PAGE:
WASHINGTON (Reuters) - Bank of America has agreed to turn over more documents to a congressional probe of its purchase of troubled investment bank Merrill Lynch, although some company material remains under wraps for now, a senior lawmaker said on Tuesday.
After a meeting between a bank executive and the chairman of the House oversight committee, Bank of America will continue to assert attorney-client privilege for some documents but must provide a “privilege log” the panel can review.
House Oversight and Government Reform Committee Chairman Adolphus Towns said the meeting with global chief strategy and marketing officer Anne Finucane was constructive and his panel would review the log to determine which documents are critical to its investigation.
The panel is looking at the disclosure of pre-merger losses at the investment bank, what funding commitments the U.S. government made prior to the deal, and what legal basis the bank may have had for backing out of the Merrill deal.
An aide to Towns on Monday said a subpoena might be needed to get the documents sought, after the bank missed a deadline imposed by the lawmaker.
But the statement released by Towns on Tuesday did not mention any plans for a subpoena.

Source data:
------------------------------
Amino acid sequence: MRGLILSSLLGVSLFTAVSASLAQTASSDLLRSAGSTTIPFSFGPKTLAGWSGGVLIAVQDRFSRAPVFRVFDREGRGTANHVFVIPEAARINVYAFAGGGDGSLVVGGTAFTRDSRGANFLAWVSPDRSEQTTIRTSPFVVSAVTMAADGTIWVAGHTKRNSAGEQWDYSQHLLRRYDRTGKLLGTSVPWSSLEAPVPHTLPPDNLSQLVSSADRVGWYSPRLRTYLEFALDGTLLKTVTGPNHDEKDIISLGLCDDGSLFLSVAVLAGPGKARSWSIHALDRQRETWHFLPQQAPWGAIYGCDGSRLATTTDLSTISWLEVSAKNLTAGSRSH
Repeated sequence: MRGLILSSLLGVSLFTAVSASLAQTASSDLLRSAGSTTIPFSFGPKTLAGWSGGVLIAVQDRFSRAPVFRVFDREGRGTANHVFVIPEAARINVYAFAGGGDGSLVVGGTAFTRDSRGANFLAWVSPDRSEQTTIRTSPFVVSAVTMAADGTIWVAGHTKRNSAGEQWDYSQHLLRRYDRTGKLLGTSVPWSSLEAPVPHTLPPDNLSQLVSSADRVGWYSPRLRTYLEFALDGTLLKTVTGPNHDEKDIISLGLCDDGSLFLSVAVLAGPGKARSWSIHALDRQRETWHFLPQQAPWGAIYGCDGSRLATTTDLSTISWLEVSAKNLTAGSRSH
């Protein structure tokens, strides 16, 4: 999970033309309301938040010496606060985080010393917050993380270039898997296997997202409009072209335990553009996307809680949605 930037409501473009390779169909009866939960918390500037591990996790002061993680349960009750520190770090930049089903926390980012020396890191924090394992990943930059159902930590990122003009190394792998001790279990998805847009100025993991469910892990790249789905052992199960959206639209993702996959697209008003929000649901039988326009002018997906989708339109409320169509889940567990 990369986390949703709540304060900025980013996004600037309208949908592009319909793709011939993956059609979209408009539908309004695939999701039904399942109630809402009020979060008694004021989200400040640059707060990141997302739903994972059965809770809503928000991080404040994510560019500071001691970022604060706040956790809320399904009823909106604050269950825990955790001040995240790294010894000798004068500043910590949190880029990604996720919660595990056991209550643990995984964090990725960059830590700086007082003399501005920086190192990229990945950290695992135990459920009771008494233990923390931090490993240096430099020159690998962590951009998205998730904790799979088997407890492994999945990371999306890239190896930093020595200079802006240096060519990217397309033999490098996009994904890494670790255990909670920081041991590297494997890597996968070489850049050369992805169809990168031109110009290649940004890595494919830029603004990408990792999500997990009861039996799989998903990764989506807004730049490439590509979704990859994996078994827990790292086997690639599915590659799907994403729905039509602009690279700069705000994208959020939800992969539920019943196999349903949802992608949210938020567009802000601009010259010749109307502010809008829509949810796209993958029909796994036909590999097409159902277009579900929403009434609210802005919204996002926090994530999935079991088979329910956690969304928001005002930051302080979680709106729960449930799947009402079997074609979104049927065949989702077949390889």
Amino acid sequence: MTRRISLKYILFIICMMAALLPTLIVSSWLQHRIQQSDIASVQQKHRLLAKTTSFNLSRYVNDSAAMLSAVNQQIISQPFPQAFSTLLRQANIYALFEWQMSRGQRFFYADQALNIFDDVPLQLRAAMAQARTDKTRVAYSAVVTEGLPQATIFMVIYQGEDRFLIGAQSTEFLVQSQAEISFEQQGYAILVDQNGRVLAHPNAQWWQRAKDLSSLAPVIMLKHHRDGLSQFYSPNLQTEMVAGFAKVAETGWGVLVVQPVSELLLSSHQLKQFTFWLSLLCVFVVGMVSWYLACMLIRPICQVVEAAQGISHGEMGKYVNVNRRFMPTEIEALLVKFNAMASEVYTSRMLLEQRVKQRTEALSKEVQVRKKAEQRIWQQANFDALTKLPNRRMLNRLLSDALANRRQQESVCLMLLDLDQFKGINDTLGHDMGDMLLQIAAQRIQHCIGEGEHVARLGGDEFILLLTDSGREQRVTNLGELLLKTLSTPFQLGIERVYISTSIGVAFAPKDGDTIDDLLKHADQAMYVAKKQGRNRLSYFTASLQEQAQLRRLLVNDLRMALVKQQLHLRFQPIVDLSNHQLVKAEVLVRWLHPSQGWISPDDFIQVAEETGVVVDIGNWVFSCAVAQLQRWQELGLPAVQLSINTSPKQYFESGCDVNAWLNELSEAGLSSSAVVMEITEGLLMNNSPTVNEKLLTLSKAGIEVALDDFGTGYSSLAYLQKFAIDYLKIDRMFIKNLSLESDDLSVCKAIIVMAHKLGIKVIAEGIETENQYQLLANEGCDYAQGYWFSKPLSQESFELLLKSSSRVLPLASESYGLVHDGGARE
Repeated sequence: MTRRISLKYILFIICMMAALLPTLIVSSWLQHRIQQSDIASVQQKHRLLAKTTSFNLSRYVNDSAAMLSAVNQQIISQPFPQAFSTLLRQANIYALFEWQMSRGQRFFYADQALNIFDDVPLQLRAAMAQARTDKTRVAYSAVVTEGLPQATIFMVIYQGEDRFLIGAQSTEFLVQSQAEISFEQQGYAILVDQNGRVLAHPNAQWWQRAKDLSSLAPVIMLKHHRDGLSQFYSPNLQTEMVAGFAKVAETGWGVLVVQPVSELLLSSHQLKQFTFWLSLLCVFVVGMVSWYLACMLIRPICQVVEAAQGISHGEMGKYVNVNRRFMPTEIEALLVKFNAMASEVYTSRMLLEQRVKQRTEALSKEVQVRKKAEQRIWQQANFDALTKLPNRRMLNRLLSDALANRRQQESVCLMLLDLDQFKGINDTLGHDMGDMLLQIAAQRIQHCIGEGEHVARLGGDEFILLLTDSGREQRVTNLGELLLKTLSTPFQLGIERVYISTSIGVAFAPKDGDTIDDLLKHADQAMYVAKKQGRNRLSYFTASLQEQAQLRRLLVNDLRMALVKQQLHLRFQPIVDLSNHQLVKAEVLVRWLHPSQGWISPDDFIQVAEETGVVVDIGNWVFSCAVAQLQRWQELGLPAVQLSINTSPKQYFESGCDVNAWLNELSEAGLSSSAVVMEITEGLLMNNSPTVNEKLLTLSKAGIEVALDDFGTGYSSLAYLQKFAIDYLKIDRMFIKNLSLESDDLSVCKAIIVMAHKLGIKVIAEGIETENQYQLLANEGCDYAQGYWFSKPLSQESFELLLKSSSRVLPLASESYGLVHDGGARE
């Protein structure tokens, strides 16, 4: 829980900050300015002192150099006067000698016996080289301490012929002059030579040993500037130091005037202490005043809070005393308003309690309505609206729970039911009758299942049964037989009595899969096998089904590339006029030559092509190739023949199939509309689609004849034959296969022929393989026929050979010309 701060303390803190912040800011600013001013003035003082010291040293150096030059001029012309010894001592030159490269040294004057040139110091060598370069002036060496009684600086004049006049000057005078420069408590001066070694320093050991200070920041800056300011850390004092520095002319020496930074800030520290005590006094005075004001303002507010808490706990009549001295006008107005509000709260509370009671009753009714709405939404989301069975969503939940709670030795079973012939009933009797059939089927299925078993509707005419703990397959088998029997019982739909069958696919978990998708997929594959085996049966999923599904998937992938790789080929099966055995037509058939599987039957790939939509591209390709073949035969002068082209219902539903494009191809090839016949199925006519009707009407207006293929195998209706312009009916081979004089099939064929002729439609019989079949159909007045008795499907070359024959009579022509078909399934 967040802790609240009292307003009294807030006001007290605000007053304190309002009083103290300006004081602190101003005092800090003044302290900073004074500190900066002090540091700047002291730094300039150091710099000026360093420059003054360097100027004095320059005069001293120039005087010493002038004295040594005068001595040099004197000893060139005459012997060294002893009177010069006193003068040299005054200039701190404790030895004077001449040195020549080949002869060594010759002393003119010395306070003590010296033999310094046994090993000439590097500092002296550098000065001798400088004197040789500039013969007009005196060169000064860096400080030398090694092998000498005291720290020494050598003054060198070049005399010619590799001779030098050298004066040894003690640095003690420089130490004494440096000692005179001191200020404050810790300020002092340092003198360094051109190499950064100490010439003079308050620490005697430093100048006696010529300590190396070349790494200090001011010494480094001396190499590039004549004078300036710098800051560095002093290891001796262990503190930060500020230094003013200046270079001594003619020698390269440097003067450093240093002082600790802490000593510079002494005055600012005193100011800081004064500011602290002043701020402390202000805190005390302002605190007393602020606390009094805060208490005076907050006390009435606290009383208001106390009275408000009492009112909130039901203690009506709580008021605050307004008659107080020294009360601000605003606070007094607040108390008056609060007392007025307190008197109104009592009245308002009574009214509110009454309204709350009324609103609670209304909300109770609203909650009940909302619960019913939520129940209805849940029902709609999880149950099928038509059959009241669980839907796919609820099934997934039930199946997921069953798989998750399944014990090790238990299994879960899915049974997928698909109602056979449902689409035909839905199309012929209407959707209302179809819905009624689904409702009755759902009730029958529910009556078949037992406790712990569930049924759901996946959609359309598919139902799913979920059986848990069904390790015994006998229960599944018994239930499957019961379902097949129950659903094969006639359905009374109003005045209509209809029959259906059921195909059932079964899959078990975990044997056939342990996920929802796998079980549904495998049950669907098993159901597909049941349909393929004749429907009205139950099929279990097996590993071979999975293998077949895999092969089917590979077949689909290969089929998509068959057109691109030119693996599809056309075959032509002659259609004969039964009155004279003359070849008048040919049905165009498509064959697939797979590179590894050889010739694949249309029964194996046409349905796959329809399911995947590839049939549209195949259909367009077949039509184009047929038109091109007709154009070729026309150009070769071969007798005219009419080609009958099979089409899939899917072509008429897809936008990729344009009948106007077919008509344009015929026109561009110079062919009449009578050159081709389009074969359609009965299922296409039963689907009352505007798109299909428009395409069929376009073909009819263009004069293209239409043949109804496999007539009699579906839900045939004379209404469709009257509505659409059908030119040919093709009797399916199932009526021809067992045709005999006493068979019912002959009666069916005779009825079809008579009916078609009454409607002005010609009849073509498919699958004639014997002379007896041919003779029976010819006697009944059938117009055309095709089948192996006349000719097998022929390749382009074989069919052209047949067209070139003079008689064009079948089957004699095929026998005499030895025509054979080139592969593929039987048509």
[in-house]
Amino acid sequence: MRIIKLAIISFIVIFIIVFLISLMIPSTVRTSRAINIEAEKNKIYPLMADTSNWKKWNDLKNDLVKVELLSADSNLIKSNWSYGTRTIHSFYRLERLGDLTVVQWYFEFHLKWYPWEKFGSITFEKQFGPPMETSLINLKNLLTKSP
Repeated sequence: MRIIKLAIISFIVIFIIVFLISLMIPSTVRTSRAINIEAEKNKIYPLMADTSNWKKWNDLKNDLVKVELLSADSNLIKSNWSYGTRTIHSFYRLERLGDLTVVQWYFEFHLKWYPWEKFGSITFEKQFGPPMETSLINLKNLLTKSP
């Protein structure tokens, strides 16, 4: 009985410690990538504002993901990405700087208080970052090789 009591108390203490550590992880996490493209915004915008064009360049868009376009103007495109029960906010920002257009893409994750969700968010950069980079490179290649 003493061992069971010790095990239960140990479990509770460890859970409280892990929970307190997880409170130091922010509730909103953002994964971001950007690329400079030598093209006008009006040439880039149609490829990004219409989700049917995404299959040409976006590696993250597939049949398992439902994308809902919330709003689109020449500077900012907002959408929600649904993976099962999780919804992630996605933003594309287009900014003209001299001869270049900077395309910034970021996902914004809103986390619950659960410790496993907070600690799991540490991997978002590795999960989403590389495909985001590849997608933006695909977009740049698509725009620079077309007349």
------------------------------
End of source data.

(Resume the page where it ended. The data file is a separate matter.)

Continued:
Some lawmakers believe Bank of America was forced by the U.S. Treasury and the Federal Reserve to complete the Merrill deal as part of efforts to prop up the banking system during last year’s financial crisis.
Others are critical of Bank of America for not giving more information to shareholders about Merrill’s financial condition and for letting Merrill pay bonuses before the deal was completed on January 1.
Bank of America is defending itself on multiple fronts over the Merrill deal, including shareholder lawsuits and a threat by New York Attorney General Andrew Cuomo to file civil charges against top executives.
The Securities and Exchange Commission has said it could pursue additional charges against the bank, after a federal judge last week rejected a $33-million settlement between the bank and the commission over whether shareholders were misled about the bonuses.
The bank announced Monday it would exit a $118-billion asset-guarantee program it entered with the U.S. government on the heels of the Merrill Lynch purchase, paying a $425-million exit fee.
Reporting by Kim Dixon: Editing by Tim Dobbyn
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